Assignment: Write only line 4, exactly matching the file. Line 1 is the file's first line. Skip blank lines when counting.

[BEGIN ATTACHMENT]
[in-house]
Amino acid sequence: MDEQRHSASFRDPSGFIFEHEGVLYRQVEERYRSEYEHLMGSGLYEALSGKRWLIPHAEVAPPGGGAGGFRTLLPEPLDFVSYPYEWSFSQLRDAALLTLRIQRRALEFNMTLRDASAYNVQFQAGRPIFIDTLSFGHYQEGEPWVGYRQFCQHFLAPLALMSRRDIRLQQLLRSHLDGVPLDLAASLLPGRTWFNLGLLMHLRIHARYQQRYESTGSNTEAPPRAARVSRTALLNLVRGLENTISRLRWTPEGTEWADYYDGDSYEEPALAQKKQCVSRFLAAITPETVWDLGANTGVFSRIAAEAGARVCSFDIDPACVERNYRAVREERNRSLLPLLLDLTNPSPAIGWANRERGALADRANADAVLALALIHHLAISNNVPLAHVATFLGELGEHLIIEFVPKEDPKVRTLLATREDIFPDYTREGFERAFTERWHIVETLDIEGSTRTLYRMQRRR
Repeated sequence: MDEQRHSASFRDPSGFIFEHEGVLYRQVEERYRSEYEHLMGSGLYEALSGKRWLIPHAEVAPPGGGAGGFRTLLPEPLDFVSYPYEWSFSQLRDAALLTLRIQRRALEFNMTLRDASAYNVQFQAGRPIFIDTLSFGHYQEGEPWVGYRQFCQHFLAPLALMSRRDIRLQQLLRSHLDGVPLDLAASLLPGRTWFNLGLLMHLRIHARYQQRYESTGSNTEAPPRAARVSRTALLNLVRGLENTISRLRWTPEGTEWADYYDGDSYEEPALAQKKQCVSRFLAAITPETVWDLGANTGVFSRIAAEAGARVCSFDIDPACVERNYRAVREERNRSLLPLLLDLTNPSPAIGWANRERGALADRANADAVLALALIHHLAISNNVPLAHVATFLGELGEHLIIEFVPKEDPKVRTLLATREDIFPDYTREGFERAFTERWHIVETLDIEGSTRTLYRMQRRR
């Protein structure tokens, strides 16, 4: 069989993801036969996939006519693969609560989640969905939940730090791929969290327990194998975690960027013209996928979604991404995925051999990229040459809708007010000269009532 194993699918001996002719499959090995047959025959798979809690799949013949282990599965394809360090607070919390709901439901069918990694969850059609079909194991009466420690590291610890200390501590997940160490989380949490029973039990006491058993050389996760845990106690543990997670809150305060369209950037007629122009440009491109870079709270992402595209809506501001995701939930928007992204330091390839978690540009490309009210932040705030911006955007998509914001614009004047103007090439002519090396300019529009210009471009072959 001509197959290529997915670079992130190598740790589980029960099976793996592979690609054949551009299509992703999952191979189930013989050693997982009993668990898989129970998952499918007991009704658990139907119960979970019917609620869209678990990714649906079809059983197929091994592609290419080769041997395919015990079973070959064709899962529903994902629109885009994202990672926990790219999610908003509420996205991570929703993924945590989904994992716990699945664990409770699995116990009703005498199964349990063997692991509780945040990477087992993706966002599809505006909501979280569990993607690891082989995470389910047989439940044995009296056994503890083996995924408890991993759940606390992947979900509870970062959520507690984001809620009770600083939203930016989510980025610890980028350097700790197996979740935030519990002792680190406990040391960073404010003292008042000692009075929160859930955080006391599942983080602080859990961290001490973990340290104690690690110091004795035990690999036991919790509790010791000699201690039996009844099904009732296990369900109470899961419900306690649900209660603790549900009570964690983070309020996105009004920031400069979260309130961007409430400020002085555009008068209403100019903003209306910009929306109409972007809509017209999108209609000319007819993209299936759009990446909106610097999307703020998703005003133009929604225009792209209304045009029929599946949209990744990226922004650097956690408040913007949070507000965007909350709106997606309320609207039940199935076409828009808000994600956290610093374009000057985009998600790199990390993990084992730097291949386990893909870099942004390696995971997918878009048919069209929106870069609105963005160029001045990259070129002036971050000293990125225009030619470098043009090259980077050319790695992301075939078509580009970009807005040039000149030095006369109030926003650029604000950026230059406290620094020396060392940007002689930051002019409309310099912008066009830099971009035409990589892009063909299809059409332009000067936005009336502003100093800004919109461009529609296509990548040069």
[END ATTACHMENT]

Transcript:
């Protein structure tokens, strides 16, 4: 069989993801036969996939006519693969609560989640969905939940730090791929969290327990194998975690960027013209996928979604991404995925051999990229040459809708007010000269009532 194993699918001996002719499959090995047959025959798979809690799949013949282990599965394809360090607070919390709901439901069918990694969850059609079909194991009466420690590291610890200390501590997940160490989380949490029973039990006491058993050389996760845990106690543990997670809150305060369209950037007629122009440009491109870079709270992402595209809506501001995701939930928007992204330091390839978690540009490309009210932040705030911006955007998509914001614009004047103007090439002519090396300019529009210009471009072959 001509197959290529997915670079992130190598740790589980029960099976793996592979690609054949551009299509992703999952191979189930013989050693997982009993668990898989129970998952499918007991009704658990139907119960979970019917609620869209678990990714649906079809059983197929091994592609290419080769041997395919015990079973070959064709899962529903994902629109885009994202990672926990790219999610908003509420996205991570929703993924945590989904994992716990699945664990409770699995116990009703005498199964349990063997692991509780945040990477087992993706966002599809505006909501979280569990993607690891082989995470389910047989439940044995009296056994503890083996995924408890991993759940606390992947979900509870970062959520507690984001809620009770600083939203930016989510980025610890980028350097700790197996979740935030519990002792680190406990040391960073404010003292008042000692009075929160859930955080006391599942983080602080859990961290001490973990340290104690690690110091004795035990690999036991919790509790010791000699201690039996009844099904009732296990369900109470899961419900306690649900209660603790549900009570964690983070309020996105009004920031400069979260309130961007409430400020002085555009008068209403100019903003209306910009929306109409972007809509017209999108209609000319007819993209299936759009990446909106610097999307703020998703005003133009929604225009792209209304045009029929599946949209990744990226922004650097956690408040913007949070507000965007909350709106997606309320609207039940199935076409828009808000994600956290610093374009000057985009998600790199990390993990084992730097291949386990893909870099942004390696995971997918878009048919069209929106870069609105963005160029001045990259070129002036971050000293990125225009030619470098043009090259980077050319790695992301075939078509580009970009807005040039000149030095006369109030926003650029604000950026230059406290620094020396060392940007002689930051002019409309310099912008066009830099971009035409990589892009063909299809059409332009000067936005009336502003100093800004919109461009529609296509990548040069």